Jesus is asked a few times in the gospels about how a person can find eternal life – like that’s the most obvious things to ask a travelling snake-oil salesman. Maybe it is, I don’t know. It was in the first century anyway, if the gospels are to be believed.
Jesus gives a variety of answers in the three earliest gospels: in Matthew 19.17 it’s ‘keep the commandments’ – those terrible, brutal laws I talked about last time. In Mark 12.30-31 he says the way to eternal life is to love God with all your heart and soul, and your neighbour as yourself. In other places he tells his audience that if you want to be forgiven by God then first you must forgive others (Matthew 6.14); if you want God’s compassion then first you must be compassionate (Matthew 25:31-46); if you don’t want to be judged, then you shouldn’t judge others (Luke 6.37).
Jesus is particularly fond of this kind of measure-for-measure salvation; it’s the lynch-pin of his good news – do unto others as you would have God do unto you. And almost every time he mentions it, he connects it with the Law and commandments.
Never does he say, anywhere in the gospels, that if you want to gain eternal life, or find favour with God, or be saved, then what you have to do is believe in the redemptive power of his own imminent death. Even when he could have done so, when he could have worked a little bit of Christian dogma into his teaching, he doesn’t. And that’s strange really, when you consider that Paul’s brand of Christianity – the one that’s come down to us today – is built entirely on the idea that the death and resurrection of Christ is the only thing can save us from God’s wrath.
Paul’s alternative gospel, which is expounded in Romans and summarised in Galatians 3.10-13, goes something like this:
Paul looks at the old Jewish Law and says, ‘actually it’s impossible. None of us can keep it. We’re all under a death sentence for some tiny infringement of it, because any and all infringements lead to the death penalty. But,’ he goes on, ‘Christ has taken that penalty for us by dying in our place. So although the law demands we should die and then suffer for eternity, we won’t, because he died for us. Then he rose again, just as those who believe in him will.’ That last bit – about believers rising from the dead – really doesn’t follow from his premise that the Law is impossible, but this is Paul talking, a man with only a passing acquaintance with logic. He doesn’t, either, have any evidence that Jesus took the penalty for the rest of humankind – he made that bit up too.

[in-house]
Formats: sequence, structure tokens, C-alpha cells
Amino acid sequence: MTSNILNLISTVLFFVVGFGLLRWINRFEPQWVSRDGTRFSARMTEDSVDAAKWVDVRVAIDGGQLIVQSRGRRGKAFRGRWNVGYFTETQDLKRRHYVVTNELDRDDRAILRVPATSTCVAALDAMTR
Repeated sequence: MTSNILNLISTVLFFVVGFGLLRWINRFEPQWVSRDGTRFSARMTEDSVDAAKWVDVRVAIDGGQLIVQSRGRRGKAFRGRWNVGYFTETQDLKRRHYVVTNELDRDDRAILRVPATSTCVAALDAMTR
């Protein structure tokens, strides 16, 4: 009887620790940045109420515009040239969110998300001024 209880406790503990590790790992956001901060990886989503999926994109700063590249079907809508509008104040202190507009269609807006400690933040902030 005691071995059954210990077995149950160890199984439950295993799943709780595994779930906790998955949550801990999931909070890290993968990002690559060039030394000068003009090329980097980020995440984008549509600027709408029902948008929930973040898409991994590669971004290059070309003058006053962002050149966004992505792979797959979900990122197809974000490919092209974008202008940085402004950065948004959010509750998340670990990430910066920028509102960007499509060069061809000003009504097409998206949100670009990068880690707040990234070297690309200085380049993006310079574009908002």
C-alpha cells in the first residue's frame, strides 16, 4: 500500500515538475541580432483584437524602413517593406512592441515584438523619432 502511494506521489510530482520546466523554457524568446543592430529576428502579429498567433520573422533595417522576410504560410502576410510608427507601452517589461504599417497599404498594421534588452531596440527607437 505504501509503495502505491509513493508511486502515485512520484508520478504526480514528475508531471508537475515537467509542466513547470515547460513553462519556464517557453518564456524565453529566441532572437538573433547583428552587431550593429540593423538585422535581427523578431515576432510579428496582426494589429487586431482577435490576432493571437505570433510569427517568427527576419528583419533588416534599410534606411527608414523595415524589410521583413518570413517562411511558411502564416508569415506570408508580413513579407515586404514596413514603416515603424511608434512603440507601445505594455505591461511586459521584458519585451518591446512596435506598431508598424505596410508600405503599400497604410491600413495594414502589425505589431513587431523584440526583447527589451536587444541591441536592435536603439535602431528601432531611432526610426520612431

And that, in a nutshell – I do mean nut shell – is Paul’s ‘good news’. It bears no relation to the good news that Jesus preaches in the synoptic gospels. Admittedly, the Jesus who wanders his way through the first three gospels is for the most part a pre-death Jesus. You could argue, as a result, that he wouldn’t talk about redemption through his death before it had happened… but then again, why not? He talks about all sorts of other things he thinks are going to happen after he dies and rises again; he’s going to return pretty damn soon in a blaze of glory, through the clouds with an army of angels; heaven and earth are going to pass away; God is going to unleash his kingdom on the new earth.
But in spite of these mad speculations, he doesn’t mention even once in the synoptic gospels that people can be saved merely by accepting that he has paid – or will pay – the penalty for their infringements of the law, their sins if you will. Never. All the more odd when you consider that Mark, Matthew and Luke were putting their gospels together long after Paul preached his particular brand of salvation. Yet they don’t put this message into Jesus’ mouth, nor do they add it to the narrative.
It’s just not there.
So… were the gospel writers not aware of it? If they did know of it, was it that they didn’t like it? Did they know, in fact, that Paul’s formula didn’t square with what Jesus himself had said, or what they at least believed he’d said?
Whatever it was, the result is there are two conflicting versions of the ‘good news’ in the New Testament: Paul’s and Jesus’. One is easier than the other; in Paul’s plan all you have to do is believe. The other is difficult (and if we’re honest, really only designed for Jesus’ fellow Jews); it entails things like forgiving repeatedly, showing compassion, putting others first, turning the other cheek and, especially, following the six hundred and odd commandments that make up the Law.
So guess which one Christians today prefer.
Here’s a clue: it’s not Jesus’ gospel – the one without the magical incantation but with the barbaric Jewish law. But if, as Christians believe, Jesus was the Son of God – maybe even God himself – then why do they always accept Paul’s reinterpretation over and above everything their Lord said? Why do they disregard all that Jesus demands of those who would follow him, and take instead Paul’s easy path?